What the normal practice for fitting alarms on garages with motorised doors?

    I'll start working on a list of texecom parts to run by you if thats ok?
    I assume I can get away with a premier 24 panel?

    My main other query is how do you usually get the cable to the bell box? as with the way this house is constructed theres a bedroom on the other side of where the bell box should go, rather than a loft, I guess it could go offset and then run the cable up into the loft from inside the built in wardrobe.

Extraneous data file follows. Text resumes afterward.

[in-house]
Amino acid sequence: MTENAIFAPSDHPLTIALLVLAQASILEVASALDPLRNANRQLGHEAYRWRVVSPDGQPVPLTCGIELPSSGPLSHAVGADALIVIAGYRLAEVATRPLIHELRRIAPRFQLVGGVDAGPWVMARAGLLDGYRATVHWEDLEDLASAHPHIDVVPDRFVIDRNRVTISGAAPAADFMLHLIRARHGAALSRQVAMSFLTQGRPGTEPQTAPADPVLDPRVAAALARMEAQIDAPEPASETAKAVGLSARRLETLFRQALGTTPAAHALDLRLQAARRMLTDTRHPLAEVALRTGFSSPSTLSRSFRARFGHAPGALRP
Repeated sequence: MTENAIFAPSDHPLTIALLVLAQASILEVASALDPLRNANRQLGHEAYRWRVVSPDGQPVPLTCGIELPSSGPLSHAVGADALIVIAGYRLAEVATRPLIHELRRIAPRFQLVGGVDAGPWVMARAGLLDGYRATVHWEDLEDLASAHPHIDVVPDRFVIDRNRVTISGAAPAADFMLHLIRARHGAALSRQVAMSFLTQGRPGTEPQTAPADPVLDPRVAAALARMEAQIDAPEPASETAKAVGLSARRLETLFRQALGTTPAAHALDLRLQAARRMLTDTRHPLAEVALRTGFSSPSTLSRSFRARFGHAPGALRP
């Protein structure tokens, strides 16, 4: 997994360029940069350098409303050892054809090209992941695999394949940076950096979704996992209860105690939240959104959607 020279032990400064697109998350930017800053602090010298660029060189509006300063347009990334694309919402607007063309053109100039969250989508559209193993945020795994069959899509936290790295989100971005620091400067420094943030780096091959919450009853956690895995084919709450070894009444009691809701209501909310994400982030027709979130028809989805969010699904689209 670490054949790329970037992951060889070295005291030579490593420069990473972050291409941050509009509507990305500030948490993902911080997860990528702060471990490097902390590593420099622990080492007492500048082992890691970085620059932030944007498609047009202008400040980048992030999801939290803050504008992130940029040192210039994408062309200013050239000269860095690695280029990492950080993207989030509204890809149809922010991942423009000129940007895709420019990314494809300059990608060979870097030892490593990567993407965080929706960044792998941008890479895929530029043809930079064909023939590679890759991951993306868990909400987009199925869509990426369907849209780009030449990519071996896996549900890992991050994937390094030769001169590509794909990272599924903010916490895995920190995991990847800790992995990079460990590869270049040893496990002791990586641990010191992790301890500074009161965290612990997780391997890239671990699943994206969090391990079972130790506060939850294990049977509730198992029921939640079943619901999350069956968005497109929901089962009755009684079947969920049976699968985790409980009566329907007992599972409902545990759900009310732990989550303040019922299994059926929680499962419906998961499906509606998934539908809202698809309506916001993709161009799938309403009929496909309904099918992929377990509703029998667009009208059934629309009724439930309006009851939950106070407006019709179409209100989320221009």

All this advice is much appreciated :)
     
  11. breezer

    breezer

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    if a garage door is forced open it can be bent in one corner, it will be the opposite corner than where the contact is. or the contact will be at the top.

    a detector covers the whole area.


    depends which way is less trouble to get to the bell. either way the box should cover where the cable exists the wall. you can get ali conduit, but it looks naff

    ask RF Lighting about anything you want to know about Texecom, not me